In 1997, when Martin Rahn heard that volunteers in an Ontario town were making plans to host a portable meat canner, his first thought was: “I need to stop this.”
Rahn, a food processing specialist for Canadian Food Inspection Agency (CFIA), was sure it would never work. Well-meaning volunteers packing meat with insufficient knowledge of detailed governmental safety laws – this was bad news.
Today, Rahn is one of several local food industry regulators who give annually of their time before, during and after the April arrival of the meat canner in Rahn’s own hometown of Leamington, Ont. Employees from canning plants in Leamington and people from churches of a variety of denominations are also key participants.
Every year, thousands of volunteers in Canada and the U.S. welcome a four-member Mennonite Central Committee (MCC) meat canning crew to their locales. Their shared purpose is to provide nourishment to communities impacted by war, disaster and malnutrition.
The 2010-2011 season began in October and continues through April. The canning crew is scheduled to stop at 32 sites in two Canadian provinces and 13 U.S. states this year.
At each site, the crew sets up the canner, a 42-foot long trailer, and oversees the cooking and packaging of meat to CFIA and United States Department of Agriculture standards.
The crew and volunteers fill more than half a million cans of meat each year. Last season, 519,000 cans of turkey, pork or beef went to 13 countries, including Canada and the U.S.
Members of this year's canning crew are Jeffrey Durksen of Filadelfia, Paraguay; Ryun Lawrence of Goessel, Kan.; Aaron Ressler of Tiskilwa, Ill.; and George Wieler, Jr., of Wheatley, Ont. Crew members commit to two-year terms, spending seven months on the road and, in the off-season, maintaining the canner and doing other duties for MCC.
Some of the work required before the canner’s arrival includes addressing Rahn’s initial concern – securing all necessary legal safety inspections. When a skeptical Rahn went to Guelph, Ont., in 1997 to see what it was all about, he found that the local canner committee was attending to the required details.
“They were talking to all of the right people,” he said.
Satisfied with the safety of the operation, Rahn became excited about the mission of the canner. He volunteered for two years at Guelph. By 1999, Rahn and others completed the ground work for hosting the canner and welcomed the canner to Leamington for the first time.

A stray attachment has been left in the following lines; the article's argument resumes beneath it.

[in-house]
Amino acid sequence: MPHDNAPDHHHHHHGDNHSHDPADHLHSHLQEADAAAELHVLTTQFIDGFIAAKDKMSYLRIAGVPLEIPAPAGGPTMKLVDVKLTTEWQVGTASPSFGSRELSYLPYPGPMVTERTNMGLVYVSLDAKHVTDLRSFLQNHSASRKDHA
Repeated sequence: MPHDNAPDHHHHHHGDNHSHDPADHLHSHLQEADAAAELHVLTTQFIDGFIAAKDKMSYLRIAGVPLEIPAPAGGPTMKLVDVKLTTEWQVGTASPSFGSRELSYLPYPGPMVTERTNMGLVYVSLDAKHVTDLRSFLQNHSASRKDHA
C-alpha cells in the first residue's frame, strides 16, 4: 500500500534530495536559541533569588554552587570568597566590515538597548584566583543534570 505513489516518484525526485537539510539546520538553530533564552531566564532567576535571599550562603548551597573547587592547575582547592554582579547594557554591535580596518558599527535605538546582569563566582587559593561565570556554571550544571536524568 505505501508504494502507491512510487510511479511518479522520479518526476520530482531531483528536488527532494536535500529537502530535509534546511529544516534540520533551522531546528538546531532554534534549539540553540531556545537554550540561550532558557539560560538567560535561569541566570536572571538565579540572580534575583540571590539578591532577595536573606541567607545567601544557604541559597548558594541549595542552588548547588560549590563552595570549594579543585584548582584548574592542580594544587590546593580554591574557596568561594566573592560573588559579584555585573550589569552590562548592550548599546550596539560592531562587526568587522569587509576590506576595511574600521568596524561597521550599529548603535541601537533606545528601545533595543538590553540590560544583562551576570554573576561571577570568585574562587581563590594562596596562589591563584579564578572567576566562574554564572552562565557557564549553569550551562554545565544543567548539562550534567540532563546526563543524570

As in Leamington, volunteers comprise the canner committees in communities the meat canner visits. The committees coordinate the many details and volunteers needed to carry off the actual canning operation successfully.
For instance, committee members manage efforts to raise funds to cover the cost of canning. They also are available to jump in should an emergency arise.
Lawrence, a second-year member of the canning crew, recalls walking to the canner one morning last year with Wieler, only to discover that overnight, the truck’s main section had been stripped of its copper wiring. The local committee pulled together at an early hour, replaced everything that was taken or damaged and started operations by 8 a.m., just two hours late.
“That kind of took the edge off a bad situation,” said an appreciative Lawrence.
When such unanticipated needs arise, committee members may look to the larger community for help. Faith Kumher, co-coordinator with her husband Dave of the canner committee in Middlefield, Ohio, recalls one year when the usual site for the canning operation was unavailable. It did not take long to locate an alternative.
“Generous people let us use one of their facilities,” she said.
Another function of many of the committees is to look for ways to broaden their volunteer base.
“My part is to try to get more area churches involved,” said Dave Kumher. Currently, seven churches from a variety of backgrounds, plus Amish volunteers, take part in the Middlefield effort. The Kumhers and Rahn stress that anyone who would like to help is welcome, whether or not one is part of a church.
People become volunteers for many reasons. Faith Kumher identifies personally with the project’s purposes in a couple of ways.
“We were poor when I was younger,” she said. “I know what it was like to do without.”
Besides, she has known the canner for much of her life. As a girl, she went with her mother to help out with the canner when it came to town. She continues to see this project as worthy of her time and energy.
“I know I cannot conquer the world, but I can do my piece,” she said. “Our purpose is to serve others through [God].”